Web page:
Group Demands Stanford Cut Ties With Condi

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    NEWSLETTERS

    Rice served as Stanford's provost from 1991-1993 and still hold a position as a poli-sci prof.

    A group of Stanford alumni who took a stand against the Vietnam War 40 years ago met up at their Alma Mater over the weekend and in true style, protested.

    Members of the April 3rd Movement marked their anniversary at Stanford University Sunday by calling for the school to sever its ties with Condoleezza Rice.

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    The upset group nailed a petition to the door of the president's office demanding that the former Bush administration Secretary of State and National Security Advisor be held accountable for what they say are serious violations of the law, including the approval of torture and misleading the country by going into the Iraq war.

    National Lawyers Guild President Marjorie Cohn and leader of the April 3rd Movement was at the demonstration.

    "To have a professor as a tenured professor in the political science department of Stanford University who told lies to get us into an illegal war and who authorized torture, which is a war crime and violates our law," Cohn said, "she has no place in the political science department at Stanford."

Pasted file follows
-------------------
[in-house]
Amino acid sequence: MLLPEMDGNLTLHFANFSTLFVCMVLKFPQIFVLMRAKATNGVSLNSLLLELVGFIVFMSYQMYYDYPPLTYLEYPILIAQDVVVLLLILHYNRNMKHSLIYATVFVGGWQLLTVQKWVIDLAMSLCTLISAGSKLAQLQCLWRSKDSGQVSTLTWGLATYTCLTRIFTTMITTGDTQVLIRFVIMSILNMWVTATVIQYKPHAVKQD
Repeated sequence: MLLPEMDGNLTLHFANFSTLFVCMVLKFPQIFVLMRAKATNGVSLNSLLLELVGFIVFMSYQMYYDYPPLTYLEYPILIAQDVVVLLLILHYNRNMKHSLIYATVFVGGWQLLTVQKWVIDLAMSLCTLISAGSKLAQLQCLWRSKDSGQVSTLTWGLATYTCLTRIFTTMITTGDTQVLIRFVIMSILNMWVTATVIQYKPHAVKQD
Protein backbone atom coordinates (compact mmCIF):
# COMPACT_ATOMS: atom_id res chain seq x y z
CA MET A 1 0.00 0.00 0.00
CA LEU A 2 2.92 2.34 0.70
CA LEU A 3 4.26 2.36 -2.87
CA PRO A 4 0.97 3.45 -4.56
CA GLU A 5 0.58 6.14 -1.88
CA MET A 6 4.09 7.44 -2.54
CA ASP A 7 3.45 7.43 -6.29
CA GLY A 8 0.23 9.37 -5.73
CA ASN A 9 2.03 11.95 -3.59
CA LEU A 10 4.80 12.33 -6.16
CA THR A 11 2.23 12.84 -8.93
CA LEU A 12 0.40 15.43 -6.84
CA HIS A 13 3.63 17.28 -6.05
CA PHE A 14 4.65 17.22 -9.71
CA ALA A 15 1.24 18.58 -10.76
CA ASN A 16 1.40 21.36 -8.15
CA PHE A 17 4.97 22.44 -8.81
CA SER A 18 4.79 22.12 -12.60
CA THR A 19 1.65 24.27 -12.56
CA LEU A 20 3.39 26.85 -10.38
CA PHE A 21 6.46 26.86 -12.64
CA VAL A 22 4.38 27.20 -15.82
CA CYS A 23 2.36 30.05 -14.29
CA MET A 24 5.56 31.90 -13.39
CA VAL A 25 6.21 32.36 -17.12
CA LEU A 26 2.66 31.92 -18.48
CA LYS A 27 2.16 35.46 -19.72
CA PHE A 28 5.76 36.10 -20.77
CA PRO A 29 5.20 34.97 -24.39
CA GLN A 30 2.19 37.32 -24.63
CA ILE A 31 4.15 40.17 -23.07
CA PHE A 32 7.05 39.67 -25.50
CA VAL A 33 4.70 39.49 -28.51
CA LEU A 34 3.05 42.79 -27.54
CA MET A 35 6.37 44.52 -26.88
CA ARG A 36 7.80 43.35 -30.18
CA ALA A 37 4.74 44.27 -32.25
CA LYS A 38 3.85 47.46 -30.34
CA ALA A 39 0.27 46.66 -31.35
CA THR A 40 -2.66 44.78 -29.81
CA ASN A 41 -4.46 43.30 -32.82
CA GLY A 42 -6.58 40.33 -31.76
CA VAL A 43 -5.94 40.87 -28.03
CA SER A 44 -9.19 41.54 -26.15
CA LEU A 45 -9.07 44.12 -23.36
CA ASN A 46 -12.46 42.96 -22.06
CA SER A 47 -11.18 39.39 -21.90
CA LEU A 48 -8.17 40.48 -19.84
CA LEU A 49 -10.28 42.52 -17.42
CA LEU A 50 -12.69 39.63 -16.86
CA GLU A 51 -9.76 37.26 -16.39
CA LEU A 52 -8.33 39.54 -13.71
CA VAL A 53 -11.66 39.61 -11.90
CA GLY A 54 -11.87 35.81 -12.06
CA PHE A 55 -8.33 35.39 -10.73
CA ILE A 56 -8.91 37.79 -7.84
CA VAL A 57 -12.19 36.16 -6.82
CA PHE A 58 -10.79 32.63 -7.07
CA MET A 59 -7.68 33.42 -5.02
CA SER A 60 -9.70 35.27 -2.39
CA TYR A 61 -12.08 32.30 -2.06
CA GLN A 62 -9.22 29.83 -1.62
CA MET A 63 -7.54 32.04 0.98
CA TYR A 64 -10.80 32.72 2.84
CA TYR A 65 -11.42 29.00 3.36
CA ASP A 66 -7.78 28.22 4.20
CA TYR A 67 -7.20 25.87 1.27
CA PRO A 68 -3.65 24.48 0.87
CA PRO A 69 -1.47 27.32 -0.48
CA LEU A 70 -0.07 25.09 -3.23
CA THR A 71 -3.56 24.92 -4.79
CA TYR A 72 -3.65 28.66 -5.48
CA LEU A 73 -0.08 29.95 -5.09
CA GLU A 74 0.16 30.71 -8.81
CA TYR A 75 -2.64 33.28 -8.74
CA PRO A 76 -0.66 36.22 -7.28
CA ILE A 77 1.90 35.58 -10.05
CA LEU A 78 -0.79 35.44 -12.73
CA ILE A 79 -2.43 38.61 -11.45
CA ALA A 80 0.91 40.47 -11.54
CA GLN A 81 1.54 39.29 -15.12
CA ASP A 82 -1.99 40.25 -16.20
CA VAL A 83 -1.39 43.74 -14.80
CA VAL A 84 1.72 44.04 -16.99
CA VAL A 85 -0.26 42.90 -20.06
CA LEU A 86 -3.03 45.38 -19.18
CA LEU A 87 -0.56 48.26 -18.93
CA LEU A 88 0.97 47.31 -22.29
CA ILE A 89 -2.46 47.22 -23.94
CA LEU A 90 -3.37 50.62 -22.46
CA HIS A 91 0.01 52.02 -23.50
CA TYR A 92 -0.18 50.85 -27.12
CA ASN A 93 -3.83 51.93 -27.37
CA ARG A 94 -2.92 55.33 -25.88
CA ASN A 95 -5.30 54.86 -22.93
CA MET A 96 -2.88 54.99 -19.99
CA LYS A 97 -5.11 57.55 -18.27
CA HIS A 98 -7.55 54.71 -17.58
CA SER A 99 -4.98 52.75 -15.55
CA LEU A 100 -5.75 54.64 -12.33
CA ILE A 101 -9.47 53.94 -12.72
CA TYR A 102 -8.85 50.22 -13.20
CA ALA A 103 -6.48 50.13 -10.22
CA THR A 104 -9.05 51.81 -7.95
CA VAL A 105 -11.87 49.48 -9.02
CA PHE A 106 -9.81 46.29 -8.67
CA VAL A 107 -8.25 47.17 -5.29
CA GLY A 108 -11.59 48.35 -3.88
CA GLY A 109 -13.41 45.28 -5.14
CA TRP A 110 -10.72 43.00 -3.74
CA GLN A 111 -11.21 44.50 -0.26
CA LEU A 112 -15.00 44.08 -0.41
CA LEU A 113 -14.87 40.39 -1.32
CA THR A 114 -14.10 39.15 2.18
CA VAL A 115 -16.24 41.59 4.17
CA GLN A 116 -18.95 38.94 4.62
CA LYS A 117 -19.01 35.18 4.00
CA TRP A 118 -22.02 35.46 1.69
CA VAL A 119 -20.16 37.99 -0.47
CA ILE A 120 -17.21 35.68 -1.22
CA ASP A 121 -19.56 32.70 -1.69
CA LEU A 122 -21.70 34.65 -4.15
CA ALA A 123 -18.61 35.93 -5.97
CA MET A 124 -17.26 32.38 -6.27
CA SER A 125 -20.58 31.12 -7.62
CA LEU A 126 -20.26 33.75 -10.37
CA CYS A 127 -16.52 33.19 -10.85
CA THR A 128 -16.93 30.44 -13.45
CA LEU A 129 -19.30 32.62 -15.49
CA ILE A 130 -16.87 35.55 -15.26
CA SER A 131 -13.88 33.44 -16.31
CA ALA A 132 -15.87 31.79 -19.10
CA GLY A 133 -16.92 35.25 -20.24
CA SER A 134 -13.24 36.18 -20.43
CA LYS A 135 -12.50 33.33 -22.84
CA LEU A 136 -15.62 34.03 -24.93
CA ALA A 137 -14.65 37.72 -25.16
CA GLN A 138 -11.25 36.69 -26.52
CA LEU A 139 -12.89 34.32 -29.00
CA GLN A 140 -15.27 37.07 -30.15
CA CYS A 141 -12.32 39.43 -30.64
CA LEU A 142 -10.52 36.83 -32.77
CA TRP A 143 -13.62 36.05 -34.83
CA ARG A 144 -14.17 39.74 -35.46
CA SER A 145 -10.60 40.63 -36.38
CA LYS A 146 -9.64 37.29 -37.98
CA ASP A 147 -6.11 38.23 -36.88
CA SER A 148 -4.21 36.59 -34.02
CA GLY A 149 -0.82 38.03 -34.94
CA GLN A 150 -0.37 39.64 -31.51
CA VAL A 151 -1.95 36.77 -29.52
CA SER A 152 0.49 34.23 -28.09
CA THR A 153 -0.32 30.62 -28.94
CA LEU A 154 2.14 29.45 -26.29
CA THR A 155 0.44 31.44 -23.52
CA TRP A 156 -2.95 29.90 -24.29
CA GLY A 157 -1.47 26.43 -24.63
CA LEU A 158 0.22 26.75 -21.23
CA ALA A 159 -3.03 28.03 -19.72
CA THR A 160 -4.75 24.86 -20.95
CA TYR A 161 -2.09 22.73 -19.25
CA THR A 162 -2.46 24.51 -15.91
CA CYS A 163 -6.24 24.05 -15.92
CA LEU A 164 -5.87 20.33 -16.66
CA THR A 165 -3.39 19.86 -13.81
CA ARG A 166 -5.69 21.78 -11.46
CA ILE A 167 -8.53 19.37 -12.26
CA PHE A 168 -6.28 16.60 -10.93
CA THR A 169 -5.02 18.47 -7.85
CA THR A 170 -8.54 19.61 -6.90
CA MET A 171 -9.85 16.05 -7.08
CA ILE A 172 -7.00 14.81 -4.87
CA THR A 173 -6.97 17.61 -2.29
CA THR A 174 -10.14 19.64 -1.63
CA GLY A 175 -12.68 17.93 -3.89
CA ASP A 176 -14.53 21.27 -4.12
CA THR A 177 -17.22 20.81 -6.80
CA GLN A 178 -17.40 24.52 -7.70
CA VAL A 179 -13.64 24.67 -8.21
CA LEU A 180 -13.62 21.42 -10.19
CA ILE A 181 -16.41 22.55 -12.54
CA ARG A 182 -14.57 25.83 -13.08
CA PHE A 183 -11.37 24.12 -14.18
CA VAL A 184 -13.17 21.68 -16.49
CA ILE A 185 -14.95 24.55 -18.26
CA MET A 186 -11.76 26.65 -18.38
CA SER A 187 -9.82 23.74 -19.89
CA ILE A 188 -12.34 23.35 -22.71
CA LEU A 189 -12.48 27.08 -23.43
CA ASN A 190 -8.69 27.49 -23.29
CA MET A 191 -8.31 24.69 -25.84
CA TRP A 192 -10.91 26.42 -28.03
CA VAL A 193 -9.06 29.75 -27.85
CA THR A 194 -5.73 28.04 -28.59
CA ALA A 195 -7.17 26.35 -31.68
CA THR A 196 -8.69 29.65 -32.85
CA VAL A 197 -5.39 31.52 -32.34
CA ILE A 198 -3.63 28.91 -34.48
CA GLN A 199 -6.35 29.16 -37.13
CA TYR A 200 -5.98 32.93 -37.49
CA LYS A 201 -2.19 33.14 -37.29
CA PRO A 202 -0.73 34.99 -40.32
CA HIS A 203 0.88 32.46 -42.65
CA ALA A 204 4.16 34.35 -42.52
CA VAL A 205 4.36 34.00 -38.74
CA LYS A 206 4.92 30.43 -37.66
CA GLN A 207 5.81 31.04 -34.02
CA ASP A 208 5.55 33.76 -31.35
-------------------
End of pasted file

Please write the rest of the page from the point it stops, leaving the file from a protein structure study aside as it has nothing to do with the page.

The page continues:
Pictures on the IndyBay Web site show the Raging Grannies at the demonstration and a person wearing an orange jumpsuit and a black hood, reminiscent of the images from the Abu Ghraib prison scandal.

    Last week, Rice's appearance at the university made international headlines because of a confrontation between her and an intern for a political journal who challenged the Rice over the Bush's administration of enhanced interrogation.

    The video, shot by Stanford student Reyna Garcia, was posted on YouTube and has been viewed more than 100,000 times.

    In the 6-minute exchange, Rice tells the student that waterboarding was legal because it was authorized by the president.

    From 1993-1999, Rice was Stanford's provost. She is also a tenured professor of political science at the university. She is returning to the university's Hoover Institution as a senior fellow on public policy.